Question

Sonos amp with Bronze Monitor Audio 2 vs Beam for TV (and music).

  • 8 December 2019
  • 7 replies
  • 102 views

Hi all.  

I currently have the Sonos Amp (not new one) with a pair of Bronze Monitor Audio 2 book shelf speakers (decent £250 bookshelf speakers) that I use for music in my lounge. Sounds great.  Not plugged into TV due to the audio delay (i tried years ago to sort this but there didn’t seem to be a work around). so been listening to the TV Native speakers. Yeah I know, sounds pants. 

My current TV is a 9 yr old 40” Samsung that doesn’t have ARC HDMI input. 

 

Anyway, despite ideally wanting to spend on a separate AV receiver for flexibility of speakers and upgrades, I think for simplicity's sake I will carry on with the Sonos alternatives. 

 

I know if I upgrade my TV to an ARC-HDMI and trade in my old amp for a new amp I can have my TV use the the two Bronze speakers to get what would be an upgrade on my TV sound. 

I do listen to music a lot in the lounge so I thought this method would mean I still have a pretty dedicated stereo music amp connected to my Bronze speakers while upgrading the TV sound (I keep reading a dedicated stereo amp sounds better than an AV receiver)

I dont really want to use the Bronze as rears as They are positioned near the TV for music listening and these as tweeters would be an overkill anyway.

Basically, if upgrade my TV, I don’t really want to buy a Sonos Beam AND a new amp.  I have to choose one really. 

(Im aware I can two 2 x 1’s for tweeters for either system I go with.  My lounge backs onto neighbours lounge which is why i have been hesitant on a sub. My nice neighbour, I am)

 

So, a few questions if you wouldn't mind giving me your take on this. 

 

  1. How would the TV sound quality compare with a Beam alone Vs Amp and two Bronze Monitor Audio Speakers in stereo with the new amps virtual centre speaker? If the latter is better Id probably just upgrade the amp which means music may also sound a tad better.
  2. What would you do if you were me. 
  3. Am I missing something obvious here? 

cheers. I might be overthinking this.

Dave

 


7 replies

I might be overthinking this.

Dave

 

Probably! Including the effect of the delay:-)

Before buying anything, see what happens if you keep the speakers flanking the TV, some distance away from either side, run a RCA cable from the TV analog audio out to the line in jacks on the Connect Amp, and see how things go. The sound will be as good as what the speakers can deliver, and the lag may well be too small to be intrusive.

In my TV room, I have long ago found that a simple stereo amp and KEF Q100 speaker pair serves perfectly adequately, and I don't miss the various other speakers that are promoted for home theatre; not even the centre one given the phantom centre effect that still makes dialogues appear to emanate from the screen. There is no delay of course, but when I tried a Connect Amp in this role, I did not find the delay to be irksome.

I get enough of sound effects from this set up even for effects heavy movies to not make me pine for more.

To follow up: I have just such a set up in my balcony for my TV there to pipe music videos around the adjacent rooms at the same time they are being seen/heard in the balcony, via RCA wire from the TV to a Sonos Connect. The delay in uncompressed line in mode is not noticed unless one is looking at lips or instrument playing like a hawk. In compressed line in mode, it IS noticed because then it is a couple of seconds delay and it jars. To allow uncompressed line in to work, I had to ethernet wire the Connect to the network as also the other Sonos speakers involved; but this will not be an issue for you unless you want the TV audio to be heard on Sonos speakers in addition to the ones wire connected to the Connect Amp, flanking the TV.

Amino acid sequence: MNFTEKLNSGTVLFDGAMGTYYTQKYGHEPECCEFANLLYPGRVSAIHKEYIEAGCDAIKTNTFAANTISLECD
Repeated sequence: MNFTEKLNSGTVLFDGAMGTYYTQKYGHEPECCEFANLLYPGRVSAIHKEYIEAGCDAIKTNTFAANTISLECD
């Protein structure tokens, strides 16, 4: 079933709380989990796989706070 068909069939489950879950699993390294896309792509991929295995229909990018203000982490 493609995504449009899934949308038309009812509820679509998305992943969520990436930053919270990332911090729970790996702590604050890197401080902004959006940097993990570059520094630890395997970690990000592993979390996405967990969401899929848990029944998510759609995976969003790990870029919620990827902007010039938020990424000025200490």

Thanks for the reply. 

I did try lots of tinkering at the time and yeah, The lip sync even on uncompressed, was irritating! 

When I heard the new AMP supported ARC I thought this may be the best solution, given my speaker separates. 

Then when I looked behind my TV, and saw no ARC, my happiness was short lived! 

Few remotes is also a bonus. I don’t want to go back to the 80’s/90s where I needed one for TV, Sky, stereo, 5.1 surround and one for a Betamax :-) 

I am surprised that the lip sync was irritating and while that is a personal thing, just double checking - had you used the stereo audio out jack pair on the TV and also muted the TV speakers? This muting is essential because it eliminates the echo effect.

MrDave77,

A few TV’s have a lip sync adjustment that may help.

I have mostly given up on TV lip sync because the TV and broadcasting industries don’t seem to care. The movie industry dealt with this (in projectors) eons and eons ago. Generally,  I find that the movie channels have the best lip sync.  Fortunately, I don’t watch much TV and I’ll watch or listen, but not simultaneously.

Cheers Again

Kumar - yep, deffo muted the TV. 

Buzz - I hear you but presumably if I use ARC,  any lip sync issues are presumably almost undetectable? 

 

Any thoughts on amp and speakers vs sound Beam? 

No, ARC does not guarantee lip sync. 

If your speakers are close to the TV, center channel is redundant. In terms of which approach will sound better, only you know what sounds “best”. In my opinion, both options are in the same “class”. By this, I mean that if one brought in a much more expensive set of speakers, they will be in a higher “class” and more listeners will likely rate them as “better”. Notice that I did not say “everyone” will rate the more expensive speakers as “better”. Goodness of sound is in the ear of the listener.

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